Sweet Results from Bay Area Elections on Soda Taxes
The Praxis Project congratulates Albany, Oakland, San Francisco and Boulder (And Cook County, Illinois) on incredible wins for health justice during this past election. For Praxis, these wins are a beacon for a darkness that may soon come to the broader fight for health justice in our most vulnerable communities across the United States as the impacts on health justice policy from our most recent national election results become clear. Pro-soda tax advocates are often bewildered about why communities of color don’t support these initiatives right away—wondering why our voters have to be convinced that paying more for sugary drinks is in our best interest. The results from the November 8th election partly showed why we may be slow. Our communities have many other things that feel more pressing. We worry today about our families remaining intact, we worry about safety in our community, we worry about whether we can pay this month’s rent, we worry about the quality of the water we drink, we worry about how much it costs to eat healthily, we worry that we aren’t exercising because we either have no accessible or safe parks in our neighborhoods.
Given this context, you might start to see why it takes us a while to come around on the soda taxes. Especially when the beverage industry is bombarding us with their targeted advertising that seeks to conflate their products with our culture, our daily lives, our way of being.
Further confusing the issue is that our own national civil rights organizations remain silent on the issue of sugary drink taxes because they are conflicted and compromised by donations they receive from the beverage industry and/or because of beverage industry participation on their advisory and governance boards. We are fortunate that the local chapters can sometimes set the future agenda for their nationals.
We have found a way to beat the Beverage Industry that has worked in the Bay Area. Two years ago, the strategies we employed in Berkeley, the first successful local tax passed in the US, went against all advice we had been receiving from public health experts who had tried to pass 31 a local taxes across the US. It turns out that “Public Health Perfect” can sometimes be the enemy of “Political Good.” Reading the political winds, we knew we had to make political concessions in order to advance public health. The choices: 1 cent vs 2 cents; distributor tax vs retail tax, general tax vs specific tax—the last one would determine whether we needed to win by 50% +1 or by 2/3rds per California tax law (Prop 13). That these politically expedient concessions went against national health organizations’ policy bottom lines further muddied our efforts in Berkeley as the support from the national public health organizations was initially muted.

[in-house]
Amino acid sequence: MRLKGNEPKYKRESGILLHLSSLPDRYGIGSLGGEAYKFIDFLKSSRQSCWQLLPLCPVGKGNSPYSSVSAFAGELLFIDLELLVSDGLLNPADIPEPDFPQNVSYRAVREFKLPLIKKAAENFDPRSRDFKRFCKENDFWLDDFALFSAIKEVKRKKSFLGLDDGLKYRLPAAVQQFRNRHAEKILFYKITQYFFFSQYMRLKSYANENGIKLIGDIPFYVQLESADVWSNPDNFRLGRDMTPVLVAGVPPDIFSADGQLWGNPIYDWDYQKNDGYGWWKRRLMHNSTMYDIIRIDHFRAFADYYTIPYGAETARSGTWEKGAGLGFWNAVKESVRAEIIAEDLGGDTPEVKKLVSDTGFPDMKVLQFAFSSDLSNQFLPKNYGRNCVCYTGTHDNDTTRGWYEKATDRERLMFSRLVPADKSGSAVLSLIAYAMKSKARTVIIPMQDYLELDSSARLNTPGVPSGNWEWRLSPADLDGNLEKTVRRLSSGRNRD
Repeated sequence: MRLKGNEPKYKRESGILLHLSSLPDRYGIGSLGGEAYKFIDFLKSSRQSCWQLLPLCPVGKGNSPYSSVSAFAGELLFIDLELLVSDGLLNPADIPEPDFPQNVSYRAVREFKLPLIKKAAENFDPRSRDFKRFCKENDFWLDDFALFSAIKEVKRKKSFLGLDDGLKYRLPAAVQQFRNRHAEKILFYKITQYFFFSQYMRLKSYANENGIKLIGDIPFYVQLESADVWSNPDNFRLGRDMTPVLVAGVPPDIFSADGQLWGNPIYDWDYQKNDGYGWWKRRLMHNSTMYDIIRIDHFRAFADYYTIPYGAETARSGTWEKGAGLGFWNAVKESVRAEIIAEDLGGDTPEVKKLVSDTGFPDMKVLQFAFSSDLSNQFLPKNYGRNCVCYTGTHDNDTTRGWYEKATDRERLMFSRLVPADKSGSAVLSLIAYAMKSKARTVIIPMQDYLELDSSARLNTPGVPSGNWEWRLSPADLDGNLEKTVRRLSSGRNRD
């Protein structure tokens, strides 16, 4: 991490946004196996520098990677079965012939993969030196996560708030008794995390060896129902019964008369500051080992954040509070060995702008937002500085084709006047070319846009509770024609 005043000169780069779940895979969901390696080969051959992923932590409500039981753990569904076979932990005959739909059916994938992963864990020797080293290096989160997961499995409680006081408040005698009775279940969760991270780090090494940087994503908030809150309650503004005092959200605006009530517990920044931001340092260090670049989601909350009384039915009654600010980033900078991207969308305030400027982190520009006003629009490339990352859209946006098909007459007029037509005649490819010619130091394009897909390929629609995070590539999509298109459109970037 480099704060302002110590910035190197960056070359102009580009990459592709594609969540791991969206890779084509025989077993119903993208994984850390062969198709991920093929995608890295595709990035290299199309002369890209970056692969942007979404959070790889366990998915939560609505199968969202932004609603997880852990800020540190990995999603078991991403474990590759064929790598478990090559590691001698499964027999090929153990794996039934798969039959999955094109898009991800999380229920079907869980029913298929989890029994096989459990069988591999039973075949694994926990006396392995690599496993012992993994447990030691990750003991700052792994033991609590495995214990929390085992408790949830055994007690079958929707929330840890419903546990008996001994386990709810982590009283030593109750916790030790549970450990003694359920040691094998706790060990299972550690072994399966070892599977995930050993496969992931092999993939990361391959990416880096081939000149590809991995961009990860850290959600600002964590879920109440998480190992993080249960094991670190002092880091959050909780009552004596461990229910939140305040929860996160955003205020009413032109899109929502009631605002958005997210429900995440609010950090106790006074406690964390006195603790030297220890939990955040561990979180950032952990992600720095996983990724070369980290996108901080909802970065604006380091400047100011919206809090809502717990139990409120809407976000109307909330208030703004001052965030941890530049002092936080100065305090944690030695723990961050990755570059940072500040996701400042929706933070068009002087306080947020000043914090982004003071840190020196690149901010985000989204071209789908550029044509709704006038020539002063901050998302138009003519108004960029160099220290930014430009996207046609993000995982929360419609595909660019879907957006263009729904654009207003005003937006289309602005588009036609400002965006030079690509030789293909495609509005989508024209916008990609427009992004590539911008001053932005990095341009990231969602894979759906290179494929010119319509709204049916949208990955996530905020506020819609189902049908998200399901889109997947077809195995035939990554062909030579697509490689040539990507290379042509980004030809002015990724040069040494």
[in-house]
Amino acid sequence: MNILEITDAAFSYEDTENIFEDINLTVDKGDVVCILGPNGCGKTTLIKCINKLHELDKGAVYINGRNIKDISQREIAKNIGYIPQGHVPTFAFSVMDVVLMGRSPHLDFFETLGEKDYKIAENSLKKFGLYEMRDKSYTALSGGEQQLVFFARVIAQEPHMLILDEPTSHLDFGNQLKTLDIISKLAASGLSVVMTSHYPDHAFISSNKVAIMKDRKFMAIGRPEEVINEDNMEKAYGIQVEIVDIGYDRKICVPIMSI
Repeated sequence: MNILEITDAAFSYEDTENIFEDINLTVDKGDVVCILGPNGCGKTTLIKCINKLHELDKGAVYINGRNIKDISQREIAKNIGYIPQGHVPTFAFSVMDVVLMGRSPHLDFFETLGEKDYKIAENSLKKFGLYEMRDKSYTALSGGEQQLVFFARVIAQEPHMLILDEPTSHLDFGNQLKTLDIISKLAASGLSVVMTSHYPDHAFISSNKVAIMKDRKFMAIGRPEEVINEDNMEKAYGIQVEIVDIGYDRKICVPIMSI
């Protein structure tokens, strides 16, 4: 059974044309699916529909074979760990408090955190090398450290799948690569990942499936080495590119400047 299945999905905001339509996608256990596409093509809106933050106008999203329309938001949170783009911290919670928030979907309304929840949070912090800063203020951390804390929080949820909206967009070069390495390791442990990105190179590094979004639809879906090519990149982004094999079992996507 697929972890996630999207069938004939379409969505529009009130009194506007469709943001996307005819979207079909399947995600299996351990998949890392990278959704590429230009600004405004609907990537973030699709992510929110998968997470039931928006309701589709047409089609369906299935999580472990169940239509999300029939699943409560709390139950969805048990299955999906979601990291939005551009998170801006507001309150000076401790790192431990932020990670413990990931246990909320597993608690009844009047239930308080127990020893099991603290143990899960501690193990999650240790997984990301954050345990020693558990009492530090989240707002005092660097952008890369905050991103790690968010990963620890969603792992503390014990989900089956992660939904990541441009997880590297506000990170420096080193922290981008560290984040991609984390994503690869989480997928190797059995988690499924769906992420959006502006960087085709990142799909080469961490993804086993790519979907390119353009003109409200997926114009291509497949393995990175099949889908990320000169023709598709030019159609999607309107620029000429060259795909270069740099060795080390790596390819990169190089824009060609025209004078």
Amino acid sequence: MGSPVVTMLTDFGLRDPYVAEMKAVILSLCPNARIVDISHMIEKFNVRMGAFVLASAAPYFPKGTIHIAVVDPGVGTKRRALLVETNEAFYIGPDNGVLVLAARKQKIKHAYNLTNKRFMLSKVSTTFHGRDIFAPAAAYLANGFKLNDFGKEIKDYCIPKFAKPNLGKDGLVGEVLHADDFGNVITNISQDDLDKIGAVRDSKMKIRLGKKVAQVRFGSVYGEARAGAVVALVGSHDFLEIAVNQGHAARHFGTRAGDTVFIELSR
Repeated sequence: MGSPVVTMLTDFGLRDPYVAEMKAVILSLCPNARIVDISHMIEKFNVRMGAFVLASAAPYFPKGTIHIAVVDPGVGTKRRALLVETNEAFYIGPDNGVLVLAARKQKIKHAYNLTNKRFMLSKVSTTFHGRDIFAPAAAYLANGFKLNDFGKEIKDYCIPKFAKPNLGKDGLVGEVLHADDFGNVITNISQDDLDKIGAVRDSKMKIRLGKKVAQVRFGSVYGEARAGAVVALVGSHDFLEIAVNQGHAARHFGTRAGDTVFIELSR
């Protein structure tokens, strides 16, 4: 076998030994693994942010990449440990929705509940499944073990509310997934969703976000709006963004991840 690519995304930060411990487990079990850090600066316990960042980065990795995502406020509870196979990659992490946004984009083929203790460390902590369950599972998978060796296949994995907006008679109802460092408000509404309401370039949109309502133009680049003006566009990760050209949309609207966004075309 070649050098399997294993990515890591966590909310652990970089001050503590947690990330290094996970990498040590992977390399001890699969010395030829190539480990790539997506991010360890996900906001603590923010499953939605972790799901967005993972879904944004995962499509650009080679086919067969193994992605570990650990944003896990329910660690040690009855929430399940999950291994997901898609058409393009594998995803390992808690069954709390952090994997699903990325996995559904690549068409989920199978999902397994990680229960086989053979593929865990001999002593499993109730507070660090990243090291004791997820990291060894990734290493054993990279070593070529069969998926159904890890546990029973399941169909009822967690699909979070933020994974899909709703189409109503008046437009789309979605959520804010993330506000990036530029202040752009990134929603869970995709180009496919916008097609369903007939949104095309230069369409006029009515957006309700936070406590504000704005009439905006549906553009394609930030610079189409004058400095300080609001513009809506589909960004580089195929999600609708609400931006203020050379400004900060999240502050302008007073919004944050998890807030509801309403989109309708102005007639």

Another epiphany we had as we crafted our messaging for our most sensitive communities was to lead with the fact that revenues were intended for those communities that were being hardest hit by the diseases brought on by the overconsumption of SSBs. As our campaigns continued to lift up health disparities in our most vulnerable communities, we knew that we had an ethical obligation to make sure that the investments would go back to these communities, and not for just education, but also for changing the environment so that the healthy beverage choice was the easy choice. There’s nothing worse than being told something is unhealthy and then not having the healthy options easily available.
We at Praxis applaud the very hard work it took to pass the SSB taxes in San Francisco, Oakland, Albany, and Boulder. We also send much love and energy to get through the next crucial steps of implementation. Just like with the campaign, you will receive a lot of advice. Be judicious and politically expedient. The process of recruiting and seating your expert panels and commissions, the process of developing guidance on how to identify and make investments, the process of evaluating the investments to make sure that you meet the original intent and keep the promises you made to the vulnerable communities sometimes feels just as hard as the campaign itself.
There is also the added burden that the world is watching how you do. So is the beverage industry—Always keep in mind that your performance will impact those that come after you. No pressure!
Congratulations and welcome to the Club!
Xavier Morales, Ph.D., MRP Executive Director The Praxis Project